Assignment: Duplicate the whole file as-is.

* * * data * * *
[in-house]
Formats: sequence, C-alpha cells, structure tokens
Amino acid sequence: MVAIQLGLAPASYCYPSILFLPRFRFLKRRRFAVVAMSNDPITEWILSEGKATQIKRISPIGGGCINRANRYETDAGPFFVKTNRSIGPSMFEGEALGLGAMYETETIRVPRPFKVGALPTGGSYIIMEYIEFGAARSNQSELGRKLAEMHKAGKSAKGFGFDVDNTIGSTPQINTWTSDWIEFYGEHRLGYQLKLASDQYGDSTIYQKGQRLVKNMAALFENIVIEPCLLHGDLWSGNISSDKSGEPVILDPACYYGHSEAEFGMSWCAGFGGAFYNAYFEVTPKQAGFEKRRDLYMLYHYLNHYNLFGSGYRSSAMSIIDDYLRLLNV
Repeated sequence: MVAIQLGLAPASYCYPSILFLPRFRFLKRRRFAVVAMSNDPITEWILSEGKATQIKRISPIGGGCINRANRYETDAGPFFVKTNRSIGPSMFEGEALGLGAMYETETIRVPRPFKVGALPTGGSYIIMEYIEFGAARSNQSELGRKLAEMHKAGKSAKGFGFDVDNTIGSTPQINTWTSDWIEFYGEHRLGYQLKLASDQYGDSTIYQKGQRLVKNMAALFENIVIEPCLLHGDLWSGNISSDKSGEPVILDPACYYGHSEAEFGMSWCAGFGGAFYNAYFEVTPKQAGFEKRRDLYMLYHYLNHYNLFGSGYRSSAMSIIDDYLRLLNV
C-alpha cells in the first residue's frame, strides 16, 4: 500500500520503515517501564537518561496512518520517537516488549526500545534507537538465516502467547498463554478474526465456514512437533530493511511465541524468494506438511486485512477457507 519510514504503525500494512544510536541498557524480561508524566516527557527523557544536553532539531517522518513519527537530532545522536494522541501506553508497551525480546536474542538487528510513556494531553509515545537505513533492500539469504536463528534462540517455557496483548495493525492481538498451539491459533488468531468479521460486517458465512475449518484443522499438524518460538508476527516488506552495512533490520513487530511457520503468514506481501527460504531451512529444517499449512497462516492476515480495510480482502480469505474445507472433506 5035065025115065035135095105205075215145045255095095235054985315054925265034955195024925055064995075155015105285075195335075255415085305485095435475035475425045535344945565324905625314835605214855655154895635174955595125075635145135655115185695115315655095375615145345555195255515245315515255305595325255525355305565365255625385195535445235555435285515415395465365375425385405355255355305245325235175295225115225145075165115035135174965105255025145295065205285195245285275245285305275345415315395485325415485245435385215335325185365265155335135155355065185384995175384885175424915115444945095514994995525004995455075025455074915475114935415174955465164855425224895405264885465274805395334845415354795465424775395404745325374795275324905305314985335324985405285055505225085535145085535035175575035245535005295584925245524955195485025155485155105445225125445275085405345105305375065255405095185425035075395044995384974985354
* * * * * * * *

[in-house]
Formats: sequence, C-alpha cells, structure tokens
Amino acid sequence: MVAIQLGLAPASYCYPSILFLPRFRFLKRRRFAVVAMSNDPITEWILSEGKATQIKRISPIGGGCINRANRYETDAGPFFVKTNRSIGPSMFEGEALGLGAMYETETIRVPRPFKVGALPTGGSYIIMEYIEFGAARSNQSELGRKLAEMHKAGKSAKGFGFDVDNTIGSTPQINTWTSDWIEFYGEHRLGYQLKLASDQYGDSTIYQKGQRLVKNMAALFENIVIEPCLLHGDLWSGNISSDKSGEPVILDPACYYGHSEAEFGMSWCAGFGGAFYNAYFEVTPKQAGFEKRRDLYMLYHYLNHYNLFGSGYRSSAMSIIDDYLRLLNV
Repeated sequence: MVAIQLGLAPASYCYPSILFLPRFRFLKRRRFAVVAMSNDPITEWILSEGKATQIKRISPIGGGCINRANRYETDAGPFFVKTNRSIGPSMFEGEALGLGAMYETETIRVPRPFKVGALPTGGSYIIMEYIEFGAARSNQSELGRKLAEMHKAGKSAKGFGFDVDNTIGSTPQINTWTSDWIEFYGEHRLGYQLKLASDQYGDSTIYQKGQRLVKNMAALFENIVIEPCLLHGDLWSGNISSDKSGEPVILDPACYYGHSEAEFGMSWCAGFGGAFYNAYFEVTPKQAGFEKRRDLYMLYHYLNHYNLFGSGYRSSAMSIIDDYLRLLNV
C-alpha cells in the first residue's frame, strides 16, 4: 500500500520503515517501564537518561496512518520517537516488549526500545534507537538465516502467547498463554478474526465456514512437533530493511511465541524468494506438511486485512477457507 519510514504503525500494512544510536541498557524480561508524566516527557527523557544536553532539531517522518513519527537530532545522536494522541501506553508497551525480546536474542538487528510513556494531553509515545537505513533492500539469504536463528534462540517455557496483548495493525492481538498451539491459533488468531468479521460486517458465512475449518484443522499438524518460538508476527516488506552495512533490520513487530511457520503468514506481501527460504531451512529444517499449512497462516492476515480495510480482502480469505474445507472433506 5035065025115065035135095105205075215145045255095095235054985315054925265034955195024925055064995075155015105285075195335075255415085305485095435475035475425045535344945565324905625314835605214855655154895635174955595125075635145135655115185695115315655095375615145345555195255515245315515255305595325255525355305565365255625385195535445235555435285515415395465365375425385405355255355305245325235175295225115225145075165115035135174965105255025145295065205285195245285275245285305275345415315395485325415485245435385215335325185365265155335135155355065185384995175384885175424915115444945095514994995525004995455075025455074915475114935415174955465164855425224895405264885465274805395334845415354795465424775395404745325374795275324905305314985335324985405285055505225085535145085535035175575035245535005295584925245524955195485025155485155105445225125445275085405345105305375065255405095185425035075395044995384974985354